The 1 percent’s midterms scam: Why it’s not about which party wins in ’14

With a rich Congress, White House and federal courts, here's why one constituency is going to win – no matter what

Topics: Martin Gilens, Benjamin Page, Editor's Picks, midterm elections, 2014 elections, U.S. House of Representatives, U.S. Senate, one percent, the rich, economy, ,

The 1 percent's midterms scam: Why it's not about which party wins in '14 Donald Trump, Mitt Romney, Lloyd Blankfein (Credit: lev radin via Shutterstock/Reuters/Steve Marcus/Jim Young/Salon)

As the midterm elections approach, the Democrats and Republicans are trying to convince their partisans that the fate of civilization depends on the outcome. If new, cutting-edge American political science is correct, however, no matter which party prevails in this year’s House and Senate elections, public policy will continue to be shaped by the preferences of the rich and well-organized, and politicians will continue to disregard many of the preferences shared by most American voters.

For generations, political scientists have been skeptical about the textbook definition of representative democracy, which treats the electorate as an undecided jury for whose support politicians compete on the basis of thoughtful, coherent, empirically plausible plans for public policy. In a forthcoming essay in Perspectives on Politics, Martin Gilens of Princeton and Benjamin I. Page of Northwestern summarize the dominant schools of thought about democracy among American political scientists:

While this body of research is rich and variegated, it can loosely be divided into four families of theories: Majoritarian Electoral Democracy, Economic Elite Domination, and two types of interest group pluralism — Majoritarian Pluralism, in which the interests of all citizens are more or less equally represented, and Biased Pluralism, in which corporations, business associations, and professional groups predominate).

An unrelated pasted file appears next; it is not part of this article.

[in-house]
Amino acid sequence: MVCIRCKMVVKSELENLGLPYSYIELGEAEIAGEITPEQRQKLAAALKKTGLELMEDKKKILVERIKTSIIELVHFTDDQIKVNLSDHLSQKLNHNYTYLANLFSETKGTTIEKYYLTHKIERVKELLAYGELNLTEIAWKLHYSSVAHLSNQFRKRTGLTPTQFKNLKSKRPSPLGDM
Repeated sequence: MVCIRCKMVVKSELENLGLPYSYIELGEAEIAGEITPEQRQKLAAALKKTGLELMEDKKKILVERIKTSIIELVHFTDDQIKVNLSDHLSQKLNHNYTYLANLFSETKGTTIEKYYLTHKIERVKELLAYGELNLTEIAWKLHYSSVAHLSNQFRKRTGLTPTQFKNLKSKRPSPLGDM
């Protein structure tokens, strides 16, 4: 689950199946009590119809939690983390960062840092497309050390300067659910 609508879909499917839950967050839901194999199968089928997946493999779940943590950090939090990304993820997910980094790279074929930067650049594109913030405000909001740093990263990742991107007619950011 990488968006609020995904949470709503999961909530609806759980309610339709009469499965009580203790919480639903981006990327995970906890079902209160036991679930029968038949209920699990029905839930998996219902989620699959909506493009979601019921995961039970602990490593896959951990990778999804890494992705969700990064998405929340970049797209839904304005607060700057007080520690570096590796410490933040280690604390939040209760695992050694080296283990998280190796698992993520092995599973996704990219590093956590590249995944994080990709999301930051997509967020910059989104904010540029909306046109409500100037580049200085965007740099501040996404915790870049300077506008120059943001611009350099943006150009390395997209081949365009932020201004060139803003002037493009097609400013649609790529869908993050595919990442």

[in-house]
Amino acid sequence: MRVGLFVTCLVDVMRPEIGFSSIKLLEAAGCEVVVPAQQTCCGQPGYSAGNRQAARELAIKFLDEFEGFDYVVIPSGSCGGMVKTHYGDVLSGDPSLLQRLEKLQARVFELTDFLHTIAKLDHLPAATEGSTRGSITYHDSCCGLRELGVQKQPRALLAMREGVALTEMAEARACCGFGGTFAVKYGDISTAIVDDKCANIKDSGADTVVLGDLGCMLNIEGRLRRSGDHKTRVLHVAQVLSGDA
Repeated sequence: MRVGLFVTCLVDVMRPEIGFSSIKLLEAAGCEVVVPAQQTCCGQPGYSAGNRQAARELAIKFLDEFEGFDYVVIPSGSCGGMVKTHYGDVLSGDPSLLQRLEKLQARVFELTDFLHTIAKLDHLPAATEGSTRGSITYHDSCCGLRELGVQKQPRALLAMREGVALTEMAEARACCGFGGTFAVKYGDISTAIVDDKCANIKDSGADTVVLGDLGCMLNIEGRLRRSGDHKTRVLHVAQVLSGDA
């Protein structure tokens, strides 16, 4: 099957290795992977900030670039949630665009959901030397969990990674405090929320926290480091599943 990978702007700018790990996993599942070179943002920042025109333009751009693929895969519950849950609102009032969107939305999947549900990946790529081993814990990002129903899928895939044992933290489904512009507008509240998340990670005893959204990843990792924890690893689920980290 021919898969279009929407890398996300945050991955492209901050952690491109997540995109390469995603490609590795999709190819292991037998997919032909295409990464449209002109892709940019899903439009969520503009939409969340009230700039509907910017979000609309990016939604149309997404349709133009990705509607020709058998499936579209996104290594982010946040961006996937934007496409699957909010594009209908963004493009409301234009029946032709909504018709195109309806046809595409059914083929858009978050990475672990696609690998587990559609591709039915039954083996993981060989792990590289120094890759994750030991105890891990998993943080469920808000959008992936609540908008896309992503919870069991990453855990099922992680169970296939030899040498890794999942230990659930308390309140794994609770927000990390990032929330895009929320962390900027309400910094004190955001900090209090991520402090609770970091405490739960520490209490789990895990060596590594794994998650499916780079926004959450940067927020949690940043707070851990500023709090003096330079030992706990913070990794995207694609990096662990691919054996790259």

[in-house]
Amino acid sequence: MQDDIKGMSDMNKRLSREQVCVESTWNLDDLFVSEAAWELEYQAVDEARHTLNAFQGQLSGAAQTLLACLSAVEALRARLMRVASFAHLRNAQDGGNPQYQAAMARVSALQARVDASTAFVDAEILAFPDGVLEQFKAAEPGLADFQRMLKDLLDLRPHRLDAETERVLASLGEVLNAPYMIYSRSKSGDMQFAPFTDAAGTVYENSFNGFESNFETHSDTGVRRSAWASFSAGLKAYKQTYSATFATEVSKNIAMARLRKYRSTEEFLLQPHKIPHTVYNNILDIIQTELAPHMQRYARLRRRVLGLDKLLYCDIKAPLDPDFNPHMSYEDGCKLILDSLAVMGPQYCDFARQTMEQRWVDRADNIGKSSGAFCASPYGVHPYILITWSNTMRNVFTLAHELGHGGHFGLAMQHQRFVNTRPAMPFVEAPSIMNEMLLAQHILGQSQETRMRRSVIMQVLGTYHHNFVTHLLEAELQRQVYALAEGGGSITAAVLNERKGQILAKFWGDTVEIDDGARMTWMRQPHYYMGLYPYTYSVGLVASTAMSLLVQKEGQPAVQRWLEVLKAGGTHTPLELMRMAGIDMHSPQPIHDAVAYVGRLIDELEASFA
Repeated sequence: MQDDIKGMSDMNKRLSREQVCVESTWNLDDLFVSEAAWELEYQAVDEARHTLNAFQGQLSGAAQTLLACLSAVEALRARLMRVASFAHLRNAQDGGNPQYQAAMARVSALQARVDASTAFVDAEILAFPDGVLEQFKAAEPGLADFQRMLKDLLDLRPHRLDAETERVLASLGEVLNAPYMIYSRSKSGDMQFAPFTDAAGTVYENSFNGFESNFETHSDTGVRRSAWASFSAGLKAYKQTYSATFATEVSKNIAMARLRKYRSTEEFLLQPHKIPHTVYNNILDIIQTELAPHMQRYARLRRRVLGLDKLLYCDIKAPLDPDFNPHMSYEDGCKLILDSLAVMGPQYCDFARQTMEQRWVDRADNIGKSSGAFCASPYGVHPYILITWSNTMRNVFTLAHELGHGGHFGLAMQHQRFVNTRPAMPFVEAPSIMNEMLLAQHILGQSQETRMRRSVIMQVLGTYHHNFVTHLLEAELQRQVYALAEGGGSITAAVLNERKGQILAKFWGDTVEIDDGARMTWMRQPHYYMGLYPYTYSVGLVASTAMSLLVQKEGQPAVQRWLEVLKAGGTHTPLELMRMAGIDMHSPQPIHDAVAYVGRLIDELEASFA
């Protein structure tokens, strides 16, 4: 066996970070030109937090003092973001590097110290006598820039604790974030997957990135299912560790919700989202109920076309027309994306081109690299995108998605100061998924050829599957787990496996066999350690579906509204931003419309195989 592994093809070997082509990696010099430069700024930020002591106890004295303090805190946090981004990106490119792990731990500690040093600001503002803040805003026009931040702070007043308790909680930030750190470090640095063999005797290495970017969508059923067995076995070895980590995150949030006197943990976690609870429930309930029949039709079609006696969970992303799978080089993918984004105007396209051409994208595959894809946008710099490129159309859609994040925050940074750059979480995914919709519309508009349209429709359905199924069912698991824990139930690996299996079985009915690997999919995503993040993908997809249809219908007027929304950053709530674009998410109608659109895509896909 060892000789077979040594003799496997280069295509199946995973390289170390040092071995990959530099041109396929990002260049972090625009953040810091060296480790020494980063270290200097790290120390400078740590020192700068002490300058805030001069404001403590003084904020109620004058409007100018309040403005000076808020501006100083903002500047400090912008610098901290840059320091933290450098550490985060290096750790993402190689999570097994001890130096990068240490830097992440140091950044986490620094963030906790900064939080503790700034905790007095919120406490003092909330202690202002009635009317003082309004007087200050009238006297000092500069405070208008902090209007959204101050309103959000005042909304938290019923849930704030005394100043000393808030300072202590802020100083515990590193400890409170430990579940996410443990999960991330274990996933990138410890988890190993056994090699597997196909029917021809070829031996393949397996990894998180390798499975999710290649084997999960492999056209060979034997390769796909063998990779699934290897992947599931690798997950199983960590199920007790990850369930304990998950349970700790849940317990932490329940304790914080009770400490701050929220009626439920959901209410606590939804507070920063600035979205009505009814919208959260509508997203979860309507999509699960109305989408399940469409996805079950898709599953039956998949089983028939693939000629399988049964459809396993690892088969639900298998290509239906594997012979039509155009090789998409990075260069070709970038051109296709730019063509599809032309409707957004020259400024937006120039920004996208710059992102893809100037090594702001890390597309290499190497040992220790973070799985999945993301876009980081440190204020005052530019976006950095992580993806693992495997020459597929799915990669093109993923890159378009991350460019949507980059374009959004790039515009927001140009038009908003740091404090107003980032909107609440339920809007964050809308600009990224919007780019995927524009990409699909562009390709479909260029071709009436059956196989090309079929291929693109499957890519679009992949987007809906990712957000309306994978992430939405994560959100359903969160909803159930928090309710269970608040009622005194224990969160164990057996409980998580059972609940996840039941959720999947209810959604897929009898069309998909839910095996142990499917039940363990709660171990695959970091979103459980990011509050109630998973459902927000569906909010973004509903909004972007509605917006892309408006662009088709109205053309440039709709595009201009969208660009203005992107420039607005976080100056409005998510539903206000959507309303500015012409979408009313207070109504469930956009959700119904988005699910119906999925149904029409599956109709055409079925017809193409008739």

The conclusion of Gilens and Page, after examining the data?

Multivariate analysis indicates that economic elites and organized groups representing business interests have substantial independent impacts on U.S. government policy, while average citizens and mass-based interest groups have little or no independent influence. The results provide substantial support for theories of Economic Elite Domination and for theories of Biased Pluralism, but not for theories of Majoritarian Electoral Democracy or Majoritarian Pluralism. …

One [result] is the nearly total failure of “median voter” and other Majoritarian Electoral Democracy theories. When the preferences of economic elites and the stands of organized interest groups are controlled for, the preferences of the average American appear to have only a minuscule, near-zero, statistically non-significant impact upon public policy…

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On to the polls in November, citizens! According to Gilens and Page you may have, at best, “only a minuscule, near-zero, statistically non-significant impact upon public policy,” compared to wealthy individuals and powerful lobbies. (Gilens and Page conclude that, with the exception of organized labor, influential interest groups, including progressive ones, do not serve as “transmission belts” connecting ordinary citizens with politicians.)

Another political scientist, Nicholas Carnes of Duke University, has recently addressed a related issue: What impact does class background have on the worldview and actions of elected leaders? According to Carnes:

Politicians in the United States tend to be vastly better off than the people they represent. They are wealthier, more educated, and more likely to come from white-collar jobs… If millionaires were a political party, that party would make up just three percent of the country, but it would have a majority in the House of Representatives, a filibuster-proof super-majority in the Senate, a 5-4 majority on the Supreme Court, and a man in the White House. If working-class Americans — people employed in manual-labor and service-industry jobs — were a political party, that party would have made up more than half of the country since the start of the twentieth century, but legislators from that party (those who last worked in blue-collar jobs before getting into politics) would never have held more than two percent of the seats in Congress.